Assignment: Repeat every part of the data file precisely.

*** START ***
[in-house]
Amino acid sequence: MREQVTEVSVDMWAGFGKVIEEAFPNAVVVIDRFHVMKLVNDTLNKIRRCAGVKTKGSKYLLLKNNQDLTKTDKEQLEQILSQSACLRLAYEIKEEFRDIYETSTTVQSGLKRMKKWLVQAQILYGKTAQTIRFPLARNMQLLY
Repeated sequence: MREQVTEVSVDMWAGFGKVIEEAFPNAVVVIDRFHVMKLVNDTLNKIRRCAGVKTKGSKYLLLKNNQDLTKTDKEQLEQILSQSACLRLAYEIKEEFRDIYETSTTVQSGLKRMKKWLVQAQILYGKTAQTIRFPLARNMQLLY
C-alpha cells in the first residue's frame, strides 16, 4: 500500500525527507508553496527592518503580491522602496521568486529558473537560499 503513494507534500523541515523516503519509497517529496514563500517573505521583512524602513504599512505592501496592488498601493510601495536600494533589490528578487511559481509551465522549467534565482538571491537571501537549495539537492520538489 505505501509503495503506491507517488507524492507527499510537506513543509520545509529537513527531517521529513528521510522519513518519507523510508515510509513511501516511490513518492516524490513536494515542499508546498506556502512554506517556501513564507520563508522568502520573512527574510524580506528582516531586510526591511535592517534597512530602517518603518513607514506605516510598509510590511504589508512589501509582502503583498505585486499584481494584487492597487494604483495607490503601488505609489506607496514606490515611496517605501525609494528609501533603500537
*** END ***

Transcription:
[in-house]
Amino acid sequence: MREQVTEVSVDMWAGFGKVIEEAFPNAVVVIDRFHVMKLVNDTLNKIRRCAGVKTKGSKYLLLKNNQDLTKTDKEQLEQILSQSACLRLAYEIKEEFRDIYETSTTVQSGLKRMKKWLVQAQILYGKTAQTIRFPLARNMQLLY
Repeated sequence: MREQVTEVSVDMWAGFGKVIEEAFPNAVVVIDRFHVMKLVNDTLNKIRRCAGVKTKGSKYLLLKNNQDLTKTDKEQLEQILSQSACLRLAYEIKEEFRDIYETSTTVQSGLKRMKKWLVQAQILYGKTAQTIRFPLARNMQLLY
C-alpha cells in the first residue's frame, strides 16, 4: 500500500525527507508553496527592518503580491522602496521568486529558473537560499 503513494507534500523541515523516503519509497517529496514563500517573505521583512524602513504599512505592501496592488498601493510601495536600494533589490528578487511559481509551465522549467534565482538571491537571501537549495539537492520538489 505505501509503495503506491507517488507524492507527499510537506513543509520545509529537513527531517521529513528521510522519513518519507523510508515510509513511501516511490513518492516524490513536494515542499508546498506556502512554506517556501513564507520563508522568502520573512527574510524580506528582516531586510526591511535592517534597512530602517518603518513607514506605516510598509510590511504589508512589501509582502503583498505585486499584481494584487492597487494604483495607490503601488505609489506607496514606490515611496517605501525609494528609501533603500537